An individual can be treated in an emergency without their consent if they are experiencing severe suffering, or are at risk of sustaining serious bodily harm to themselves or others if the treatment is not given promptly. Similarly, emergency treatment can proceed if the delay required to obtain consent, or their refusal would prolong their suffering, or put themselves at risk of sustaining serious bodily harm. This allows physicians to give medications to manage acute agitation in patients.

Voluntary Patients and Physical Restraints

The key point is that there is a difference between physical restraint/confinement, versus treatment. Physical restraint is not a medical treatment, and therefore consent not is required. However, the Mental Health Act also states there can be NO RESTRAINTS for voluntary or informal patients. In an emergency setting, a voluntary or informal patient can be restrained, but one must immediately reassess the patient's legal status (i.e. - do they now meet criteria for a Form 1), because you CANNOT hold a voluntary patient in seclusion/restraints beyond the immediate emergency situation. However, the bottom line is always safety first!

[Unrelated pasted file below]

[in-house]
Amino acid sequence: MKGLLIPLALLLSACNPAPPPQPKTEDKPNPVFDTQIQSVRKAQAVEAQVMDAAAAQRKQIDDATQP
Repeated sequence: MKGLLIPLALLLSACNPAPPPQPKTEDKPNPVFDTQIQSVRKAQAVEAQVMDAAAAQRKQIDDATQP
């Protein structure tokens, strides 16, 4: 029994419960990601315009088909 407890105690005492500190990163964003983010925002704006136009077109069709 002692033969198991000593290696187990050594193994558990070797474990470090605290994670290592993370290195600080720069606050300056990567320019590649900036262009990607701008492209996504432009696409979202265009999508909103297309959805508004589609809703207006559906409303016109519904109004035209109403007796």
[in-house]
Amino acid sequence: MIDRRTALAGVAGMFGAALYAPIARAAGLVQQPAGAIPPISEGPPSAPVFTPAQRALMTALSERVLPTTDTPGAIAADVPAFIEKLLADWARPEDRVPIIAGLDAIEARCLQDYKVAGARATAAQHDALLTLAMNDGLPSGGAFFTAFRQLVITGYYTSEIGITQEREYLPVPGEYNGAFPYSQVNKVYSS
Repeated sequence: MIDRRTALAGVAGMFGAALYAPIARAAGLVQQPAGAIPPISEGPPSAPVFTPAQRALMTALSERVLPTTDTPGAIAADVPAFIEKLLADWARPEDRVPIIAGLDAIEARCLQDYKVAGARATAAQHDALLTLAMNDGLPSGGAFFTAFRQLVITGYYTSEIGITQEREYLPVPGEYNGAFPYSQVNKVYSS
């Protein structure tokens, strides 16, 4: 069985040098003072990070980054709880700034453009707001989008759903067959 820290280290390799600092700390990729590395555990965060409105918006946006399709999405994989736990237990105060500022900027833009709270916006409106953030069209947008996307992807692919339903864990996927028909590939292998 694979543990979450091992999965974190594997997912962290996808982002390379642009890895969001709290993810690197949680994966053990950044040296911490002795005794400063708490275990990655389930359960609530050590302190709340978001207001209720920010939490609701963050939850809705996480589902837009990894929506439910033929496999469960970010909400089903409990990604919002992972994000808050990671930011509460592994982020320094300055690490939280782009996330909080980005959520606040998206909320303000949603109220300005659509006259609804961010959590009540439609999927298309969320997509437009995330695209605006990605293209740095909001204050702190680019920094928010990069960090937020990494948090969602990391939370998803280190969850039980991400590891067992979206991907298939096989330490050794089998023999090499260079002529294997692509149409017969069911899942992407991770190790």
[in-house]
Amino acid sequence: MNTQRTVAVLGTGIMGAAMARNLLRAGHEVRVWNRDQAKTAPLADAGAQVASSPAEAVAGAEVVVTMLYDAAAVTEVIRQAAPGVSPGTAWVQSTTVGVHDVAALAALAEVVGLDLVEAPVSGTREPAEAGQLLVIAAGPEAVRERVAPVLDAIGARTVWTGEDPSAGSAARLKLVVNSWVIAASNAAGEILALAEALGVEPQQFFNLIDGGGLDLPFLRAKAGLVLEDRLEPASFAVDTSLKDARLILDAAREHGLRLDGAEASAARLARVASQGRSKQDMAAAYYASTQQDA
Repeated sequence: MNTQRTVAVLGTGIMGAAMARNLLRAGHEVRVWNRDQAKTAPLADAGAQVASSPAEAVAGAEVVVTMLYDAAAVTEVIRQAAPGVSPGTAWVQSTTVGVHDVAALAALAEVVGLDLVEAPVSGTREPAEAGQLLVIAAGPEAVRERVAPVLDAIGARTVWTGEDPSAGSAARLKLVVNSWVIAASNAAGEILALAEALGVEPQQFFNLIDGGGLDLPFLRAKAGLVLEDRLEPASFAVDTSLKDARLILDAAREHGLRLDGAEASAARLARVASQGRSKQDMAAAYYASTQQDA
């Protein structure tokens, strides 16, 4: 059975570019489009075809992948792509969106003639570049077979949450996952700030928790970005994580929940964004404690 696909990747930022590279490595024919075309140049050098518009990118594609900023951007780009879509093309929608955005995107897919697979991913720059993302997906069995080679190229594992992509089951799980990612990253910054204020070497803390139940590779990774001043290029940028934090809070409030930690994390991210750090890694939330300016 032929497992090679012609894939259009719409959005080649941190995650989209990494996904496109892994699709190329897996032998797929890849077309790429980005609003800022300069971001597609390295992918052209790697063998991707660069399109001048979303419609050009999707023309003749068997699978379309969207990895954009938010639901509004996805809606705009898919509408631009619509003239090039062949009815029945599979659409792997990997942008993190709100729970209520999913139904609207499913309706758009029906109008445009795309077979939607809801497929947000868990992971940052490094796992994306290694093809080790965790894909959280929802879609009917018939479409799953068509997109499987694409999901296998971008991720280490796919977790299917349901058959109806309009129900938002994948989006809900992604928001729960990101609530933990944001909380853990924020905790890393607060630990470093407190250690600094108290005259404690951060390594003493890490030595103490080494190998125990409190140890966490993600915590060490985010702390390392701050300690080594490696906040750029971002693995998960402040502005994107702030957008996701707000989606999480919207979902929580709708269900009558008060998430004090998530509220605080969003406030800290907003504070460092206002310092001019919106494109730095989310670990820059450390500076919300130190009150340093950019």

Capacity is the ability to understand and appreciate the consequences of a treatment. The approach to capacity (especially for psychiatric reasons) has become more nuanced in the last few decades. Capacity is no longer a one-time assessment that applies globally to everything. Instead, capacity can fluctuate, and also is specific to the type of treatment being offered.

These are the key points to consider regarding capacity:

  1. An individual is capable until proven otherwise
  2. Capacity can fluctuate (i.e. - someone may be capable at one time regarding a treatment and incapable at another)[3]
  3. Capacity is task-specific (i.e. - capacity for finances is different than capacity for admission to a long-term care facility)
  4. Capacity is treatment-specific (i.e. - antipsychotics vs. mood stabilizers, diabetes management vs. chemotherapy for cancer, neurosurgery for brain cancer vs. acetaminophen for a headache)
  5. Capacity is functional
 (i.e. - just because someone is diagnosed with a mental disorder does not mean they are incapable)
  6. Disagreement or refusal with medical recommendations does not equate to incapacity